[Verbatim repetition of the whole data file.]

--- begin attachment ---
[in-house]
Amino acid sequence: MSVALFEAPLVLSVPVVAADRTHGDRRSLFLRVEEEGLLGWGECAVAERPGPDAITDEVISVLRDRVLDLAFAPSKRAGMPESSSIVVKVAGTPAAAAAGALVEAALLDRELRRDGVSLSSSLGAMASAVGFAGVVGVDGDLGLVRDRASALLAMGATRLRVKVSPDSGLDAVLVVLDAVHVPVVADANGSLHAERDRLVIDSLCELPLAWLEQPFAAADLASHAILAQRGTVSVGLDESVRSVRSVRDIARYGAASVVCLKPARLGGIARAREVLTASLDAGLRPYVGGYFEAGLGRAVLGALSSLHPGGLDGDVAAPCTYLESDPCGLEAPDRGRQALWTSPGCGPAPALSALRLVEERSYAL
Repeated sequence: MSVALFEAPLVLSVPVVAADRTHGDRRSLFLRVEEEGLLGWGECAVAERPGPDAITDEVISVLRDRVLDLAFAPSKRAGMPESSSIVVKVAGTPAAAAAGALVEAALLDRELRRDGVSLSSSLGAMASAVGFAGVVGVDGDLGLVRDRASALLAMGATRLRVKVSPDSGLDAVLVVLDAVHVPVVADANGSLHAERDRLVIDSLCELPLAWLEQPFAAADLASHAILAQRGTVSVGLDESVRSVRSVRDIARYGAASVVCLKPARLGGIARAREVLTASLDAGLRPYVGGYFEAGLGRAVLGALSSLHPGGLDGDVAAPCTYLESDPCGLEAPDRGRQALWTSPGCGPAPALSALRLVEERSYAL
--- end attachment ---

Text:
[in-house]
Amino acid sequence: MSVALFEAPLVLSVPVVAADRTHGDRRSLFLRVEEEGLLGWGECAVAERPGPDAITDEVISVLRDRVLDLAFAPSKRAGMPESSSIVVKVAGTPAAAAAGALVEAALLDRELRRDGVSLSSSLGAMASAVGFAGVVGVDGDLGLVRDRASALLAMGATRLRVKVSPDSGLDAVLVVLDAVHVPVVADANGSLHAERDRLVIDSLCELPLAWLEQPFAAADLASHAILAQRGTVSVGLDESVRSVRSVRDIARYGAASVVCLKPARLGGIARAREVLTASLDAGLRPYVGGYFEAGLGRAVLGALSSLHPGGLDGDVAAPCTYLESDPCGLEAPDRGRQALWTSPGCGPAPALSALRLVEERSYAL
Repeated sequence: MSVALFEAPLVLSVPVVAADRTHGDRRSLFLRVEEEGLLGWGECAVAERPGPDAITDEVISVLRDRVLDLAFAPSKRAGMPESSSIVVKVAGTPAAAAAGALVEAALLDRELRRDGVSLSSSLGAMASAVGFAGVVGVDGDLGLVRDRASALLAMGATRLRVKVSPDSGLDAVLVVLDAVHVPVVADANGSLHAERDRLVIDSLCELPLAWLEQPFAAADLASHAILAQRGTVSVGLDESVRSVRSVRDIARYGAASVVCLKPARLGGIARAREVLTASLDAGLRPYVGGYFEAGLGRAVLGALSSLHPGGLDGDVAAPCTYLESDPCGLEAPDRGRQALWTSPGCGPAPALSALRLVEERSYAL